Marina Petrov

Award-winning Pianist, Lecturer, Piano Tutor & Occupational Injury Specialist Managing Director of Around the Globe Music & Arts Executive Editor of Around the Globe Music Magazine

Award winning Pianist, Occupational Piano Injury Specialist, Lecturer & Piano Teacher / Managing Director of Around the Globe Music & Arts

Musician's health : Breathing exercises

Exercising various breathing techniques on a regular basis may help you to release mental and physical tensions.

Breath holding

Initially take a deep breath through your nose and hold it until you cannot hold any longer. Then, let your breath out quickly in short, sharp expulsions through the mouth. Ask yourself where you have felt tension in your body as you held your breath. The answer is likely to be that you felt it in the large muscle in the diaphragm area. The muscles tend to become quite tense and tight when a person is anxious and do a great deal of hard work consequently. By deliberately holding the breath and then expelling the air quickly, the cycle of tension is broken. As a result, there will be less anxiety and the muscles will be given a rest.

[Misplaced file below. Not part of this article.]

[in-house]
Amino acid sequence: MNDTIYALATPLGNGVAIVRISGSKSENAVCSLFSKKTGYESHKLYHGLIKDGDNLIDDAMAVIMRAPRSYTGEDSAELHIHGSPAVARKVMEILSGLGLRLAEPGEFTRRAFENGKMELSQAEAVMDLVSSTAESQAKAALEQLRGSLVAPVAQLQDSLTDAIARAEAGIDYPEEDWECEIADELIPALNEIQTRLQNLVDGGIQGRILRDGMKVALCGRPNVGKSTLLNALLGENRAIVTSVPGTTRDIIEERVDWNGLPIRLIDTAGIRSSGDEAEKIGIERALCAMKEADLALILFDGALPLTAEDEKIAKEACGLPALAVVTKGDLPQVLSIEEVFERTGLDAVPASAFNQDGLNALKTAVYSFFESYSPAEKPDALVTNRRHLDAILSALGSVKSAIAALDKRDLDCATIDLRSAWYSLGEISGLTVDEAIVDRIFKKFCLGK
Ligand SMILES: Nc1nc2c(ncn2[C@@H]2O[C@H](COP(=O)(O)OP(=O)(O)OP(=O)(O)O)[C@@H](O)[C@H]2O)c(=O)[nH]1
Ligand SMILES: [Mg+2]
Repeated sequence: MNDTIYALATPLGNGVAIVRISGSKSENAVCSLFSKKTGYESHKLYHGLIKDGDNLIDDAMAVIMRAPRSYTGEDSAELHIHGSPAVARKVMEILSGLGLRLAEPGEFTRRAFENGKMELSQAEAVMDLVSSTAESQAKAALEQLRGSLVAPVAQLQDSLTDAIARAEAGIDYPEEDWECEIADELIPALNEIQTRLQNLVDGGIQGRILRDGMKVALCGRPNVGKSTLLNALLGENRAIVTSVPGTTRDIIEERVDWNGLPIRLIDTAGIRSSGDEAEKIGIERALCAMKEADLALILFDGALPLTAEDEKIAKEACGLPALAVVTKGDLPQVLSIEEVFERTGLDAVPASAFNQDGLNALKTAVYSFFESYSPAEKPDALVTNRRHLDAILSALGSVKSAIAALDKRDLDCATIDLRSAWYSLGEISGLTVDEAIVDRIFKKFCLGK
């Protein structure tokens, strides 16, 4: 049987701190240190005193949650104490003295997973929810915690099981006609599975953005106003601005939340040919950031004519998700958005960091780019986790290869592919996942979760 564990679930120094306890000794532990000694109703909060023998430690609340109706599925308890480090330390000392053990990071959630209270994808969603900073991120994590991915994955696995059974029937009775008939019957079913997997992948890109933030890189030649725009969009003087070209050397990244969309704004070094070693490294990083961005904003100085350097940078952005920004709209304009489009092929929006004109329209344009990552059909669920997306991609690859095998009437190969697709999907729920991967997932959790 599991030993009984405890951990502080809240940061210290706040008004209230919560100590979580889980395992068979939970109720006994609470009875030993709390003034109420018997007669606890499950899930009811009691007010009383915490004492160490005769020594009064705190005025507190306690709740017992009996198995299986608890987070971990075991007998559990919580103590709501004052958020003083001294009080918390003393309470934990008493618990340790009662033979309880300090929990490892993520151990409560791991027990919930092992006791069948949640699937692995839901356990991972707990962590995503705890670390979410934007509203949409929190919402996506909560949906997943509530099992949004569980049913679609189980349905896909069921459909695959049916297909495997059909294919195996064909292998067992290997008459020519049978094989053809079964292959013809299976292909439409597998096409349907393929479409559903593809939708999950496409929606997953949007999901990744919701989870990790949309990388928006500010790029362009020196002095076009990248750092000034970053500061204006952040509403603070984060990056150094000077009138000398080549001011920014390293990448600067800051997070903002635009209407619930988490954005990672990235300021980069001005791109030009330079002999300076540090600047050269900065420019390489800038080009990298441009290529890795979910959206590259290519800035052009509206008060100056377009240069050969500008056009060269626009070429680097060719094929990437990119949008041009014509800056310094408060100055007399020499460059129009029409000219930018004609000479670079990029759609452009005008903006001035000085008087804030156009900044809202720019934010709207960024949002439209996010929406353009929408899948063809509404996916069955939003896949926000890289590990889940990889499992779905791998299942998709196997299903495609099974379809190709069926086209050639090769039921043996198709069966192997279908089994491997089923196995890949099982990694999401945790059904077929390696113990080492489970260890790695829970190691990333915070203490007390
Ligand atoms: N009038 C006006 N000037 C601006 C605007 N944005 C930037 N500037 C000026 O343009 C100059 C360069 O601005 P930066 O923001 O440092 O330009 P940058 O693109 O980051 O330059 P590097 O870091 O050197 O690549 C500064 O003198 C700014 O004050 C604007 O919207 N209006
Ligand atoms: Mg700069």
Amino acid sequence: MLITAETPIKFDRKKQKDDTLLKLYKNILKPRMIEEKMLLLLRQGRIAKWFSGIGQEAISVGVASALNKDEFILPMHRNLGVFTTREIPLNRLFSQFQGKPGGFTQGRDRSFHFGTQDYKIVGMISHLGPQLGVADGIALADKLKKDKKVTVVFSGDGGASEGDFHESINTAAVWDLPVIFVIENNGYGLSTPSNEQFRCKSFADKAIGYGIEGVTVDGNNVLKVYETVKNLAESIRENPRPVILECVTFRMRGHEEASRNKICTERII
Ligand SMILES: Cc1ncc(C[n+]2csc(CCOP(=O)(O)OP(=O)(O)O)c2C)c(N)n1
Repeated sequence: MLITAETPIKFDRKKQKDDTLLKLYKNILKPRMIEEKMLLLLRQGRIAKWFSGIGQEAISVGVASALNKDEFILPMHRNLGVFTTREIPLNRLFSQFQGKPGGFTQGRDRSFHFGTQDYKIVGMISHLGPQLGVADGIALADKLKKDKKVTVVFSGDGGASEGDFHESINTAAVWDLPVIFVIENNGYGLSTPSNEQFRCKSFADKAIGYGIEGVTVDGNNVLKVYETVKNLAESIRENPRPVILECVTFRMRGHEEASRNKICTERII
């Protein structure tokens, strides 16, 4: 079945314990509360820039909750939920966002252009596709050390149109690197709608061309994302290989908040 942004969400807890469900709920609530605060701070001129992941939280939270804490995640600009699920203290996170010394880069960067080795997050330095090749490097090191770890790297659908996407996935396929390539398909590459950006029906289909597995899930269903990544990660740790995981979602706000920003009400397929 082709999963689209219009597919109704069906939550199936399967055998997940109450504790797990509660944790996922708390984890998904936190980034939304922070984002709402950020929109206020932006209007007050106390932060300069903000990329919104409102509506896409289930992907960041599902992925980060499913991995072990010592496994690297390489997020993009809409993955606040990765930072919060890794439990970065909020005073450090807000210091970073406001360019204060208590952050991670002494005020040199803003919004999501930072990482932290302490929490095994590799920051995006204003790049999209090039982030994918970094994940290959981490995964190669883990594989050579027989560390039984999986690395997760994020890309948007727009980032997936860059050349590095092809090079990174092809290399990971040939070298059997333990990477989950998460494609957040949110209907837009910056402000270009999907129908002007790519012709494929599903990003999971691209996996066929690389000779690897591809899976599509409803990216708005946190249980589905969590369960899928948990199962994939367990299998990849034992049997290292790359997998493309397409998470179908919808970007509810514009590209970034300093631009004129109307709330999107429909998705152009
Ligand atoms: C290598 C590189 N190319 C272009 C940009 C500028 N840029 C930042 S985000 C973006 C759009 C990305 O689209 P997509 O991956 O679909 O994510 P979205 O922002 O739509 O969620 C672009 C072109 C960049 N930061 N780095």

Stomach breathing

For this exercise, you should sit back and place your hands across the abdomen, touching it with the tips of your fingers. Next, while taking a deep breath in, push your stomach out taking your breath down to the stomach area. Notice that the fingers move apart then as you breathe out, your fingers will come back together again as your stomach, and chest relaxes. This exercise is helpful as often, tense people breathe in shallow, short breaths high up in the chest. This leads to tightness in the chest muscles as well as shoulders. By stomach breathing, people are encouraged to use abdominal muscles, rather like bellows - pulling an air in and out of the lungs, allowing deep breathing while giving the chest muscles a rest.

Note: Do not try this exercise more than 5-6 times at a stretch. This is because deep breathing if overdone can cause dizziness or general light headedness.

Breath counting

Try to regulate your breathing as though it was rhythmically in time with something like a metronome. This type of breathing has quite a calming effect as you count each breath mentally (as you breathe in count 1, as you breathe out count 2, etc,). Try to continue counting keeping nice, steady rhythm, and concentrate on numbers. Also, note that these exercises should be done by breathing through your mouth with the lips slightly apart. However, breathing through your mouth alone is not very effective.